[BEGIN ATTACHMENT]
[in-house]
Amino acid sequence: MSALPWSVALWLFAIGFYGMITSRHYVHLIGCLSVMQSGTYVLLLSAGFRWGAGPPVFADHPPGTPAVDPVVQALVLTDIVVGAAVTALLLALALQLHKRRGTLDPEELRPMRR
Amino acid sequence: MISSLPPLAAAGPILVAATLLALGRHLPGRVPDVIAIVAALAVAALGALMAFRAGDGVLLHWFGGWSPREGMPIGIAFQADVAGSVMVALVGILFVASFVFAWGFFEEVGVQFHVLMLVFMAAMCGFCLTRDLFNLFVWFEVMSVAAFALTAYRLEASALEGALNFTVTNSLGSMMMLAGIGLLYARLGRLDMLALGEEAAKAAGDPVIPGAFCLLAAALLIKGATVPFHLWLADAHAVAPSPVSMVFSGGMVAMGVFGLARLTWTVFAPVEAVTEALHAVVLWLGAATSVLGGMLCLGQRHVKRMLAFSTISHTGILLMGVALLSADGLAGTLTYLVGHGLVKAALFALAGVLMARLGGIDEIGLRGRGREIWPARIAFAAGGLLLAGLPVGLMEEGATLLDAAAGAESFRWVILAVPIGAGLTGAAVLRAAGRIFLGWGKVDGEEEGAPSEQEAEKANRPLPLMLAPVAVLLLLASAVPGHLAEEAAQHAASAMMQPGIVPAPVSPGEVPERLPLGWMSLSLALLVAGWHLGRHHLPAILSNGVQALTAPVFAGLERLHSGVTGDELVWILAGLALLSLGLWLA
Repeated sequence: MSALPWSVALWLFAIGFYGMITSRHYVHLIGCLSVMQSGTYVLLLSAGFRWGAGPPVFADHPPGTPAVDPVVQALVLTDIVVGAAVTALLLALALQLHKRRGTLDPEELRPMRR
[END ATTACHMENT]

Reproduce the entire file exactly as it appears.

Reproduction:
[in-house]
Amino acid sequence: MSALPWSVALWLFAIGFYGMITSRHYVHLIGCLSVMQSGTYVLLLSAGFRWGAGPPVFADHPPGTPAVDPVVQALVLTDIVVGAAVTALLLALALQLHKRRGTLDPEELRPMRR
Amino acid sequence: MISSLPPLAAAGPILVAATLLALGRHLPGRVPDVIAIVAALAVAALGALMAFRAGDGVLLHWFGGWSPREGMPIGIAFQADVAGSVMVALVGILFVASFVFAWGFFEEVGVQFHVLMLVFMAAMCGFCLTRDLFNLFVWFEVMSVAAFALTAYRLEASALEGALNFTVTNSLGSMMMLAGIGLLYARLGRLDMLALGEEAAKAAGDPVIPGAFCLLAAALLIKGATVPFHLWLADAHAVAPSPVSMVFSGGMVAMGVFGLARLTWTVFAPVEAVTEALHAVVLWLGAATSVLGGMLCLGQRHVKRMLAFSTISHTGILLMGVALLSADGLAGTLTYLVGHGLVKAALFALAGVLMARLGGIDEIGLRGRGREIWPARIAFAAGGLLLAGLPVGLMEEGATLLDAAAGAESFRWVILAVPIGAGLTGAAVLRAAGRIFLGWGKVDGEEEGAPSEQEAEKANRPLPLMLAPVAVLLLLASAVPGHLAEEAAQHAASAMMQPGIVPAPVSPGEVPERLPLGWMSLSLALLVAGWHLGRHHLPAILSNGVQALTAPVFAGLERLHSGVTGDELVWILAGLALLSLGLWLA
Repeated sequence: MSALPWSVALWLFAIGFYGMITSRHYVHLIGCLSVMQSGTYVLLLSAGFRWGAGPPVFADHPPGTPAVDPVVQALVLTDIVVGAAVTALLLALALQLHKRRGTLDPEELRPMRR